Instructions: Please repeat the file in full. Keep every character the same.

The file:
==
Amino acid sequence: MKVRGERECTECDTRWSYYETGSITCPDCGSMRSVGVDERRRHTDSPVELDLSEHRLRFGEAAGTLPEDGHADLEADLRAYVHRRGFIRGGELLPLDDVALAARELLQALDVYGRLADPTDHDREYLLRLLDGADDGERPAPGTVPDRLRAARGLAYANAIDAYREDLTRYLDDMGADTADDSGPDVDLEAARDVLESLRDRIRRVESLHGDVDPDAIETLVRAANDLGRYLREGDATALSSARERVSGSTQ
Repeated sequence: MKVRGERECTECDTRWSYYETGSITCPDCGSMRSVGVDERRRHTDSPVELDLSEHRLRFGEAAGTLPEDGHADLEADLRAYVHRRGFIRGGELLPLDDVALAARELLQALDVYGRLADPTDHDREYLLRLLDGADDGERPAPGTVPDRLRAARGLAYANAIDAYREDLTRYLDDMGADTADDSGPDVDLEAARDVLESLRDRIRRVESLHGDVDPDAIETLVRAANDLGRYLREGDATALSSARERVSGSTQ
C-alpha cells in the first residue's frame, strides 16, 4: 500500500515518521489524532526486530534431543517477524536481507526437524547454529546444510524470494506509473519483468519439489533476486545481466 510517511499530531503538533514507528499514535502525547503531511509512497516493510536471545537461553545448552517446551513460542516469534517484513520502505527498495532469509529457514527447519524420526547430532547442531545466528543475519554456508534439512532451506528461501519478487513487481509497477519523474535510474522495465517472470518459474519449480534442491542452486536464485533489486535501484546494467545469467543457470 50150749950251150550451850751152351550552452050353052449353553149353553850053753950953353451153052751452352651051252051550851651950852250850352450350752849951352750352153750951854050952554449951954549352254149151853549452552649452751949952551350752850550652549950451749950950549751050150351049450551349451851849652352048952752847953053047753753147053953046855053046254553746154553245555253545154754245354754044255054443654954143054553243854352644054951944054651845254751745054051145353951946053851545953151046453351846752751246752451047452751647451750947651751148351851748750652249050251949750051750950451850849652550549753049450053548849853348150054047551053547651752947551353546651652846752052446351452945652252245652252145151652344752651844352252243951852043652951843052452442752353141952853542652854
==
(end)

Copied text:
Amino acid sequence: MKVRGERECTECDTRWSYYETGSITCPDCGSMRSVGVDERRRHTDSPVELDLSEHRLRFGEAAGTLPEDGHADLEADLRAYVHRRGFIRGGELLPLDDVALAARELLQALDVYGRLADPTDHDREYLLRLLDGADDGERPAPGTVPDRLRAARGLAYANAIDAYREDLTRYLDDMGADTADDSGPDVDLEAARDVLESLRDRIRRVESLHGDVDPDAIETLVRAANDLGRYLREGDATALSSARERVSGSTQ
Repeated sequence: MKVRGERECTECDTRWSYYETGSITCPDCGSMRSVGVDERRRHTDSPVELDLSEHRLRFGEAAGTLPEDGHADLEADLRAYVHRRGFIRGGELLPLDDVALAARELLQALDVYGRLADPTDHDREYLLRLLDGADDGERPAPGTVPDRLRAARGLAYANAIDAYREDLTRYLDDMGADTADDSGPDVDLEAARDVLESLRDRIRRVESLHGDVDPDAIETLVRAANDLGRYLREGDATALSSARERVSGSTQ
C-alpha cells in the first residue's frame, strides 16, 4: 500500500515518521489524532526486530534431543517477524536481507526437524547454529546444510524470494506509473519483468519439489533476486545481466 510517511499530531503538533514507528499514535502525547503531511509512497516493510536471545537461553545448552517446551513460542516469534517484513520502505527498495532469509529457514527447519524420526547430532547442531545466528543475519554456508534439512532451506528461501519478487513487481509497477519523474535510474522495465517472470518459474519449480534442491542452486536464485533489486535501484546494467545469467543457470 50150749950251150550451850751152351550552452050353052449353553149353553850053753950953353451153052751452352651051252051550851651950852250850352450350752849951352750352153750951854050952554449951954549352254149151853549452552649452751949952551350752850550652549950451749950950549751050150351049450551349451851849652352048952752847953053047753753147053953046855053046254553746154553245555253545154754245354754044255054443654954143054553243854352644054951944054651845254751745054051145353951946053851545953151046453351846752751246752451047452751647451750947651751148351851748750652249050251949750051750950451850849652550549753049450053548849853348150054047551053547651752947551353546651652846752052446351452945652252245652252145151652344752651844352252243951852043652951843052452442752353141952853542652854